So, really, what I teach I call "Power Yoga" or "Gentle Yoga" (depending upon what I'm teaching). Both are therapeutic, with an emphasis on mindfulness (how we are training the mind in particular for mindfulness meditation), while also working on specific physical benefits that people seek from yoga (better posture, pain relief, better sleep, and a myriad of other things that people mention to me).

    And, during this time I also started studying and practicing traditional thai-yoga massage. I'd already had a strong, hands-on approach to teaching yoga (hands-on assisting), but I really honed this part of my teaching-practice between 2000 and 2007. It was extremely important to me -- and I am often complemented for my assists, even by "great" or "luminary" teachers. I think my understanding of the forms as extending out of function coupled with the "energy work" side of things that I do (which also has neurological and endocrinological connections) it what allows me to -- with practice -- become particularly adept.

    I align myself with the krishnamacharya lineage -- because i take strong lead from there -- but there is definitely kripalu mindfulness process in there, as well as the simple idea of just adapting what you are doing to the people in front of you, in that moment, at this time. And that was very important to krishnamacharya. So, that's what I teach, really.

  3. #63
    YogaBare's Avatar
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    Just reviving this thread as I have more questions about the hormonal component of Yoga and I'm hoping Zoe will continue to share her wisdom with us all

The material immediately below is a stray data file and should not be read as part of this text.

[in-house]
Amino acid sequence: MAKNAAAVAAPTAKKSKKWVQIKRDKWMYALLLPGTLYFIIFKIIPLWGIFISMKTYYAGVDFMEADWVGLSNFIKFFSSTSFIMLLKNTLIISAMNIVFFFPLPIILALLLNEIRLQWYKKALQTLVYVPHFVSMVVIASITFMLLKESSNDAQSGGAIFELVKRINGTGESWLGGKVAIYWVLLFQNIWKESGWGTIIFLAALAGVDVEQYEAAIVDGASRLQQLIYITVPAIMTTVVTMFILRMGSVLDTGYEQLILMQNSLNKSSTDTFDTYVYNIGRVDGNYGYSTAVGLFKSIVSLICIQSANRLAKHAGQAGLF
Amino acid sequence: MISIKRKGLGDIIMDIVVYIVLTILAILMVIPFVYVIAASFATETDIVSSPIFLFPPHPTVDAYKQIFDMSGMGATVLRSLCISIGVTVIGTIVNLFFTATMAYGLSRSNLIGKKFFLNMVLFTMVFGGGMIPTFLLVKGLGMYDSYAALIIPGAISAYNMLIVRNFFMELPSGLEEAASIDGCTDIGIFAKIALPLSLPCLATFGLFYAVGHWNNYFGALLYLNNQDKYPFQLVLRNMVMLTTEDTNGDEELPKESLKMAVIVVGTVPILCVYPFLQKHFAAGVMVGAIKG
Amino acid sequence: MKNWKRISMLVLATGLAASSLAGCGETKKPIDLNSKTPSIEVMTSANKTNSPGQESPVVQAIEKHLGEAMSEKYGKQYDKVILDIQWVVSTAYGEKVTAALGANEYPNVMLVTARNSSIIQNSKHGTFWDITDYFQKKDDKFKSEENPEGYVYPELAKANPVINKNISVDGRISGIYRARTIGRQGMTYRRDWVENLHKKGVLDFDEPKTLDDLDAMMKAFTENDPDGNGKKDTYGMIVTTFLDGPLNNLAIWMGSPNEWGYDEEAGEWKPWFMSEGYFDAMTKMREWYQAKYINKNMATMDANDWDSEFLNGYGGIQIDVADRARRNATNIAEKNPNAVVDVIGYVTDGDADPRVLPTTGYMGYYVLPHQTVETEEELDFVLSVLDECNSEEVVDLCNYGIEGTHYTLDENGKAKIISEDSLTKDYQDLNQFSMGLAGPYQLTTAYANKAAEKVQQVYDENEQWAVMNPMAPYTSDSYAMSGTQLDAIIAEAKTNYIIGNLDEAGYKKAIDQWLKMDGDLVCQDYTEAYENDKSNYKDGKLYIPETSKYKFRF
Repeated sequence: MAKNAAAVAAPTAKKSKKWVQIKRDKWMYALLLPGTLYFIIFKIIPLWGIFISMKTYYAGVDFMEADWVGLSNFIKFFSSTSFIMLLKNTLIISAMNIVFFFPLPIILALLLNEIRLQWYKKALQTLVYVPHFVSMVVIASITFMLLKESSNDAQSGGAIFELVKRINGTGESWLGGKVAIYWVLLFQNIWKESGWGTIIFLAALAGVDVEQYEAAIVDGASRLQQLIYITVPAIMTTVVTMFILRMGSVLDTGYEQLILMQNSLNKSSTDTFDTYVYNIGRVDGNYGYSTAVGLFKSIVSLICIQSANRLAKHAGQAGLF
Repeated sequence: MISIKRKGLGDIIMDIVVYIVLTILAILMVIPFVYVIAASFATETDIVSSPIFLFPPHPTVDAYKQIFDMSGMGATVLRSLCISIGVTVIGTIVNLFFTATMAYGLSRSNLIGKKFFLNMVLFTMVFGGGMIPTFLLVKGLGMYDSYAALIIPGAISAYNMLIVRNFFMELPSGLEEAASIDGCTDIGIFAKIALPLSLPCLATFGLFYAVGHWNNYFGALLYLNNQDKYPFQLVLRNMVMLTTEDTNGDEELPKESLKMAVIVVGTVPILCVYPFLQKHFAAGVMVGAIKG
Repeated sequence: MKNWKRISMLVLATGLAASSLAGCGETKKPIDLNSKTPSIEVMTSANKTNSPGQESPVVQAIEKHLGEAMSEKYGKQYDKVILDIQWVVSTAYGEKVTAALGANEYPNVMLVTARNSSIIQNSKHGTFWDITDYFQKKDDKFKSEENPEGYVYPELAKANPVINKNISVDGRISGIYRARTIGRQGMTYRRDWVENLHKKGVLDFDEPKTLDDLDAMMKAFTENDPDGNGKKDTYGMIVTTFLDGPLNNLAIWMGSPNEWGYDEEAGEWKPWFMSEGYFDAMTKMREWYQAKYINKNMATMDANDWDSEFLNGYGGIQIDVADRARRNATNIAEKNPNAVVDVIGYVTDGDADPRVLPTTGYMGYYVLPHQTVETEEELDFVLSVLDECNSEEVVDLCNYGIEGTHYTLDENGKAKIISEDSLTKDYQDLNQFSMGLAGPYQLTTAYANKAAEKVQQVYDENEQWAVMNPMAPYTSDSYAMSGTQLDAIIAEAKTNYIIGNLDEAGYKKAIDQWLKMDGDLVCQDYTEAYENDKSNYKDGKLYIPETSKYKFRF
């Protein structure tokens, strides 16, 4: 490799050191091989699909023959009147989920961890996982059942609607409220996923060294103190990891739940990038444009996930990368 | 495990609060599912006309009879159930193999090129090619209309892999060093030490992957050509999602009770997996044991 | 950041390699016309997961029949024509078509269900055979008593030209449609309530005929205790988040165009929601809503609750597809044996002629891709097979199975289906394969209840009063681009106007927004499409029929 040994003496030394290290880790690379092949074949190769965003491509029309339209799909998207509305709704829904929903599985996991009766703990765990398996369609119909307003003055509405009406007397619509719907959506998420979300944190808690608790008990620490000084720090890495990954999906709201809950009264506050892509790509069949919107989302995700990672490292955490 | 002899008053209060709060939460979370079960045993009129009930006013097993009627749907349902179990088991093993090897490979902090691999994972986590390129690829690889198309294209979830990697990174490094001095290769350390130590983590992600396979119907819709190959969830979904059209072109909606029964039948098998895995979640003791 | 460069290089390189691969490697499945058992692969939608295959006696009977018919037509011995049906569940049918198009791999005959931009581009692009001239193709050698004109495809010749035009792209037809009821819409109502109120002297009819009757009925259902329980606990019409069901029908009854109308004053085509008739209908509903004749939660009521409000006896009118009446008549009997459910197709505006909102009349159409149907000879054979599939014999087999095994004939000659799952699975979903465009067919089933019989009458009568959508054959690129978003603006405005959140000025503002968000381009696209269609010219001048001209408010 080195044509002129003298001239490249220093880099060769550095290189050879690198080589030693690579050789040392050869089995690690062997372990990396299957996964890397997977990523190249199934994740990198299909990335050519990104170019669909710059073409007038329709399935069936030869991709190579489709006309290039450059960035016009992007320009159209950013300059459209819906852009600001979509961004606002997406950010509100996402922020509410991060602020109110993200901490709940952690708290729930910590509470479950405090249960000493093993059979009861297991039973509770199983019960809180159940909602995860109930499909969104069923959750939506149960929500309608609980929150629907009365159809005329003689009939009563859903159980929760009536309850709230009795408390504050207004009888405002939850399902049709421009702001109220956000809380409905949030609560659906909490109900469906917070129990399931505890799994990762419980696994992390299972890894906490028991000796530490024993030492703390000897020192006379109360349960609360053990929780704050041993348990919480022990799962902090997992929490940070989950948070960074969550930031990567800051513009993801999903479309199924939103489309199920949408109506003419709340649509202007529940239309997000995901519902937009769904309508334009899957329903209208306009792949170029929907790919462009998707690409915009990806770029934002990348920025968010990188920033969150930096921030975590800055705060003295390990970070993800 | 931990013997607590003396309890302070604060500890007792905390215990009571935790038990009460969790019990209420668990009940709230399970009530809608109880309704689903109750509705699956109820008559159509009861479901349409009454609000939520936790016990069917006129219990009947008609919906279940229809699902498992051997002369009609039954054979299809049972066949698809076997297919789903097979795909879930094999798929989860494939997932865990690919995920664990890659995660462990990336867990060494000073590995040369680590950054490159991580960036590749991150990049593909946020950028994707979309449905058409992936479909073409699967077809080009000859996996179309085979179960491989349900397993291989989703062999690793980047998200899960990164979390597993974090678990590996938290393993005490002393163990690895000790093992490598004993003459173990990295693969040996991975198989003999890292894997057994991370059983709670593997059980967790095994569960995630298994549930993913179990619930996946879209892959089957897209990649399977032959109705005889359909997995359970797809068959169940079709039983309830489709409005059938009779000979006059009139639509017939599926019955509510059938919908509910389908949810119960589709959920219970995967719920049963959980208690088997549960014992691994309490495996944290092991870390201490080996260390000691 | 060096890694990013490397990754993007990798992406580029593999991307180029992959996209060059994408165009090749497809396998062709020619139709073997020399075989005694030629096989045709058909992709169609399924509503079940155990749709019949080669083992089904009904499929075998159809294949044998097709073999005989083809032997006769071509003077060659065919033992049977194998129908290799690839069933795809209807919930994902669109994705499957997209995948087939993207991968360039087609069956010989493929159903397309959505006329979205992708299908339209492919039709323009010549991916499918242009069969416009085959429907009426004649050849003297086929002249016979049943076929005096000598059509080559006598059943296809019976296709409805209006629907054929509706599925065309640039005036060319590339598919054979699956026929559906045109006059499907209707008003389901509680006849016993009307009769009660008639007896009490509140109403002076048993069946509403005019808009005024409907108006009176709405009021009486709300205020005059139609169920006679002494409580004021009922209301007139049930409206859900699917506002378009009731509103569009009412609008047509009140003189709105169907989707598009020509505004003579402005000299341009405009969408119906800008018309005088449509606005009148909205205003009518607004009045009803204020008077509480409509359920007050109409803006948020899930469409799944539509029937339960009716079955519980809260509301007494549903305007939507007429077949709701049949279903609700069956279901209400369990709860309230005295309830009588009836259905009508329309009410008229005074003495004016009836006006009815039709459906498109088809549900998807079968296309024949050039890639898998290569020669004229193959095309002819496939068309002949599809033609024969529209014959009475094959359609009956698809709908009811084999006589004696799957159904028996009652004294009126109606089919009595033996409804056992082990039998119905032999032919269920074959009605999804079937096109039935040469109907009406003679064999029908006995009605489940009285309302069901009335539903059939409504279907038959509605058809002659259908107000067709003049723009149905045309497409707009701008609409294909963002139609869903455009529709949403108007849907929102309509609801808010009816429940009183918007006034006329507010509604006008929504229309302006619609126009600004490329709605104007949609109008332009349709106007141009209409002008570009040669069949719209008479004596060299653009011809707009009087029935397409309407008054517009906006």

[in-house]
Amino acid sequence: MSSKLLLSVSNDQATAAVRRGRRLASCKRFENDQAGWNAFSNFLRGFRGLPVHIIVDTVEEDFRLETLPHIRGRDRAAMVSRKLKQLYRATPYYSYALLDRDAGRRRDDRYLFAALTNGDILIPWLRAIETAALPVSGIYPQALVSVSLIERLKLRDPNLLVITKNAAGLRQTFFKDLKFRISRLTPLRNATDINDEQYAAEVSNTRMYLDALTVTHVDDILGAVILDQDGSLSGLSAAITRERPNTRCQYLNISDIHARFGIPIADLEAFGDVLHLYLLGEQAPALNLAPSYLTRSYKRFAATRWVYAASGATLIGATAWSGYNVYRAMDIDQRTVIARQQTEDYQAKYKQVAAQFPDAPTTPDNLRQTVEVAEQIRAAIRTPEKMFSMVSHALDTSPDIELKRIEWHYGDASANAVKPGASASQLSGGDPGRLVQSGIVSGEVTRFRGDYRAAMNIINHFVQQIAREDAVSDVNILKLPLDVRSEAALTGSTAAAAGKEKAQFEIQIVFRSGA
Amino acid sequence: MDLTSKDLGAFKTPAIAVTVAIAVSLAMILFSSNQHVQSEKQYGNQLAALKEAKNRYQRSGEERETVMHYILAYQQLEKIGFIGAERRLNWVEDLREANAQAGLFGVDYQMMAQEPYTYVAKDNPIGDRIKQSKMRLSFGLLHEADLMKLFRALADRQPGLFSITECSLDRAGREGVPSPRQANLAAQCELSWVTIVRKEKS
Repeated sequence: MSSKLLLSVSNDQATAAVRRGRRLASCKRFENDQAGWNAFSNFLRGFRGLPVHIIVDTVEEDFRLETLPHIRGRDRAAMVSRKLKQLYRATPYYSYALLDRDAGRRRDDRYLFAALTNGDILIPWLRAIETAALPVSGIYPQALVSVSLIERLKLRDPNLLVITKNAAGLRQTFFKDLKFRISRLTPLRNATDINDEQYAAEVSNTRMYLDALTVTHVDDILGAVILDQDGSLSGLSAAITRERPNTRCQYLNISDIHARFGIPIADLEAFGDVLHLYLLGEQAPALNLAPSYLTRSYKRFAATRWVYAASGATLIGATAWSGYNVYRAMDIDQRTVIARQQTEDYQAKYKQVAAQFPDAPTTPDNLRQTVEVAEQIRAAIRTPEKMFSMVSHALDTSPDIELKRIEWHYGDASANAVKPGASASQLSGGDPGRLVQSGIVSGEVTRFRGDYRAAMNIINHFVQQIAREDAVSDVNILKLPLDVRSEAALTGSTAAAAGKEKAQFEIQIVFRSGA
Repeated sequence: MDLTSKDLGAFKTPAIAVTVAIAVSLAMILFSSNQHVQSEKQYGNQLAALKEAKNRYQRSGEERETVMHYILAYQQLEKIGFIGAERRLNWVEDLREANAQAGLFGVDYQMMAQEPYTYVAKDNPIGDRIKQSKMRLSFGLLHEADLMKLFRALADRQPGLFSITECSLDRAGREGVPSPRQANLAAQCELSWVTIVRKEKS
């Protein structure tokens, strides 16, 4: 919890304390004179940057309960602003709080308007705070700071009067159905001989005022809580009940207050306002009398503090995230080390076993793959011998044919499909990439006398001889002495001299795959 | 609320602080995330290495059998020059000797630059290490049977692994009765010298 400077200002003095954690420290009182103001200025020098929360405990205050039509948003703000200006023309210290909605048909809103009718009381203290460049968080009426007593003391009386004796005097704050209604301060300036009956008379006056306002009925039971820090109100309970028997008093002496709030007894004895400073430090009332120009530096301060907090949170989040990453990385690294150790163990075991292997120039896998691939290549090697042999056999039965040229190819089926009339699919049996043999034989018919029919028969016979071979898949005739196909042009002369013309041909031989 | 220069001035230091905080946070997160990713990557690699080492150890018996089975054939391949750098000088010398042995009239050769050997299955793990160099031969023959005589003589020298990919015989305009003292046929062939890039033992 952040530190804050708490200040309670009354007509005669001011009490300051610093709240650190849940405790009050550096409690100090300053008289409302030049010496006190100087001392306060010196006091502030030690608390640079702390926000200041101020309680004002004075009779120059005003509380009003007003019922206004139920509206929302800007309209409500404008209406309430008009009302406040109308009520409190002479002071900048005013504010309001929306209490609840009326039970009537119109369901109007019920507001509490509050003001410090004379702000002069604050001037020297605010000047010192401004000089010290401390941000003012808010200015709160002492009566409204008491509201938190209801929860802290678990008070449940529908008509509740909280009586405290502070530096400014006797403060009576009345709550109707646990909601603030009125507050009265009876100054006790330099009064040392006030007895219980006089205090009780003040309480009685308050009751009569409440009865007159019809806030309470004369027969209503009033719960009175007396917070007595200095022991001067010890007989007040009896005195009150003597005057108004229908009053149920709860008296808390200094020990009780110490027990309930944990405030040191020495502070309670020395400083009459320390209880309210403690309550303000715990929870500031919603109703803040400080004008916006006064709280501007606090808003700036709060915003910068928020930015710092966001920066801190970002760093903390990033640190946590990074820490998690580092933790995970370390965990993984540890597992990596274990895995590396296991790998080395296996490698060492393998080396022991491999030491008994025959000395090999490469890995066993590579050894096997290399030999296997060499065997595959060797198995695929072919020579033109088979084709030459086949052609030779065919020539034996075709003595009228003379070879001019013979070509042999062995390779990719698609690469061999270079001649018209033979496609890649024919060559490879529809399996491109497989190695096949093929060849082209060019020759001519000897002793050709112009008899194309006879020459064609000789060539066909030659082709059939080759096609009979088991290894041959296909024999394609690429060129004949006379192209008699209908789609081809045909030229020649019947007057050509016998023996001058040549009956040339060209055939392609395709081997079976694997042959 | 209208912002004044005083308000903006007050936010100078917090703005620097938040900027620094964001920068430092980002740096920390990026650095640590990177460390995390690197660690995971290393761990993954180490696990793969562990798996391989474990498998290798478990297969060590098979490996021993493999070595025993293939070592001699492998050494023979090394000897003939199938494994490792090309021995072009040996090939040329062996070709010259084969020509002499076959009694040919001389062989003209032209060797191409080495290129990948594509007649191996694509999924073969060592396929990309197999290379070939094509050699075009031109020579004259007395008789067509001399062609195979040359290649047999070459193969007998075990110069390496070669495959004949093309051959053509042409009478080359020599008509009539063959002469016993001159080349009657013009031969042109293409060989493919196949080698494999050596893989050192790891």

Quote Originally Posted by zoebird View Post
    People will have different effect in different postures based on what they bring with them, but it can be fairly easy to project which postures will cause which sorts of hormonal responses, too.

    Back bends tend to go toward adrenaline, for example, where as deep stretch/long holds (such as paschimottanasana with a hold) can lead to cortisol rushes, etc. But, it really depends upon the practitioner, too.
    Are adrenaline and cortisol the primary hormones that get released during yoga practice? There's certain poses that I find very soothing: like Crocodile, or Foetus. Crododile stimulates the pituitary, so I assumed the relaxation came from the release of certain hormones. Foetus feels like it soothes the nervous system... Idk. What do you think about those poses? Also, shoulder stand is meant to stimulate the thyroid: do you know anything about it?